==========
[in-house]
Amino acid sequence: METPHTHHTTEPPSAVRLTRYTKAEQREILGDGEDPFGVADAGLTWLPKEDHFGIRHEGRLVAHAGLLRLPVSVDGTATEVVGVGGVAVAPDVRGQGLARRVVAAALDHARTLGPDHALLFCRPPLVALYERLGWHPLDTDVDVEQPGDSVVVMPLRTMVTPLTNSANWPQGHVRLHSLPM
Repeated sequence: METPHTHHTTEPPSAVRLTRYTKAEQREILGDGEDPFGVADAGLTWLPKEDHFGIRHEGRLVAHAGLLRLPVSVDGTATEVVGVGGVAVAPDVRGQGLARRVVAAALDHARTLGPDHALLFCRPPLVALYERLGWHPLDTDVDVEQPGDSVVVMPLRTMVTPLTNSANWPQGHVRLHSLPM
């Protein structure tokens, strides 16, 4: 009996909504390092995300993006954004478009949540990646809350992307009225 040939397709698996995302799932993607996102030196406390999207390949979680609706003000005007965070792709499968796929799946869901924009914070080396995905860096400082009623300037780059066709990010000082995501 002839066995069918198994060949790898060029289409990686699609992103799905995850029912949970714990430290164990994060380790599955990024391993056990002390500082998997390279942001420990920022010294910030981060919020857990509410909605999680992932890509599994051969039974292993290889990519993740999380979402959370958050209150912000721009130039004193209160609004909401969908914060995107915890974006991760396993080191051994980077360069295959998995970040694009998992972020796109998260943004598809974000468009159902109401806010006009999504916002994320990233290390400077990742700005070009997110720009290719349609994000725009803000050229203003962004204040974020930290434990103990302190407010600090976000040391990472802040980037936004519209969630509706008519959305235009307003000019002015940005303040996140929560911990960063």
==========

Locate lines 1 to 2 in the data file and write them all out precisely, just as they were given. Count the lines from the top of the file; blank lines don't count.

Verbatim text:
[in-house]
Amino acid sequence: METPHTHHTTEPPSAVRLTRYTKAEQREILGDGEDPFGVADAGLTWLPKEDHFGIRHEGRLVAHAGLLRLPVSVDGTATEVVGVGGVAVAPDVRGQGLARRVVAAALDHARTLGPDHALLFCRPPLVALYERLGWHPLDTDVDVEQPGDSVVVMPLRTMVTPLTNSANWPQGHVRLHSLPM